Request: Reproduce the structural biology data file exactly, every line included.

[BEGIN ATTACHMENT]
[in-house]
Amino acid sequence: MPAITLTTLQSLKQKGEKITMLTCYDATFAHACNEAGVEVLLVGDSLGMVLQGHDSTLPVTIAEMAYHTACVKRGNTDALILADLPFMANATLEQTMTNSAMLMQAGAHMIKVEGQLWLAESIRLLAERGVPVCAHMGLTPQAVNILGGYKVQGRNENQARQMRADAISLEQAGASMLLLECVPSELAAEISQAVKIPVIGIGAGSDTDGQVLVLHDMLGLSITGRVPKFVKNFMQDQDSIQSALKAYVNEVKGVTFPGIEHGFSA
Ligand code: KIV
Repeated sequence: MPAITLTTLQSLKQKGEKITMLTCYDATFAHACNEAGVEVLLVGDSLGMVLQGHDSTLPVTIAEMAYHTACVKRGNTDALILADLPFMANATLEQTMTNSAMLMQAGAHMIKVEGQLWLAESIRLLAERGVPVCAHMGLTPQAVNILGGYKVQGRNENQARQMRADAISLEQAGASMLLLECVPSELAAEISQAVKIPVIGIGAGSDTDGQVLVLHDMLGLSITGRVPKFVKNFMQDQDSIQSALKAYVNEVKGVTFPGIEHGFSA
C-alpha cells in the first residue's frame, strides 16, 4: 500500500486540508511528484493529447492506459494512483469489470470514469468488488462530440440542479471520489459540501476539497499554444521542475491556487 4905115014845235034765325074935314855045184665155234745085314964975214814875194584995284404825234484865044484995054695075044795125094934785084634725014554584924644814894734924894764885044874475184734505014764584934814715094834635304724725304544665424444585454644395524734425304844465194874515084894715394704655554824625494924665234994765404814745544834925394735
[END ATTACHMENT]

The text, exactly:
[in-house]
Amino acid sequence: MPAITLTTLQSLKQKGEKITMLTCYDATFAHACNEAGVEVLLVGDSLGMVLQGHDSTLPVTIAEMAYHTACVKRGNTDALILADLPFMANATLEQTMTNSAMLMQAGAHMIKVEGQLWLAESIRLLAERGVPVCAHMGLTPQAVNILGGYKVQGRNENQARQMRADAISLEQAGASMLLLECVPSELAAEISQAVKIPVIGIGAGSDTDGQVLVLHDMLGLSITGRVPKFVKNFMQDQDSIQSALKAYVNEVKGVTFPGIEHGFSA
Ligand code: KIV
Repeated sequence: MPAITLTTLQSLKQKGEKITMLTCYDATFAHACNEAGVEVLLVGDSLGMVLQGHDSTLPVTIAEMAYHTACVKRGNTDALILADLPFMANATLEQTMTNSAMLMQAGAHMIKVEGQLWLAESIRLLAERGVPVCAHMGLTPQAVNILGGYKVQGRNENQARQMRADAISLEQAGASMLLLECVPSELAAEISQAVKIPVIGIGAGSDTDGQVLVLHDMLGLSITGRVPKFVKNFMQDQDSIQSALKAYVNEVKGVTFPGIEHGFSA
C-alpha cells in the first residue's frame, strides 16, 4: 500500500486540508511528484493529447492506459494512483469489470470514469468488488462530440440542479471520489459540501476539497499554444521542475491556487 4905115014845235034765325074935314855045184665155234745085314964975214814875194584995284404825234484865044484995054695075044795125094934785084634725014554584924644814894734924894764885044874475184734505014764584934814715094834635304724725304544665424444585454644395524734425304844465194874515084894715394704655554824625494924665234994765404814745544834925394735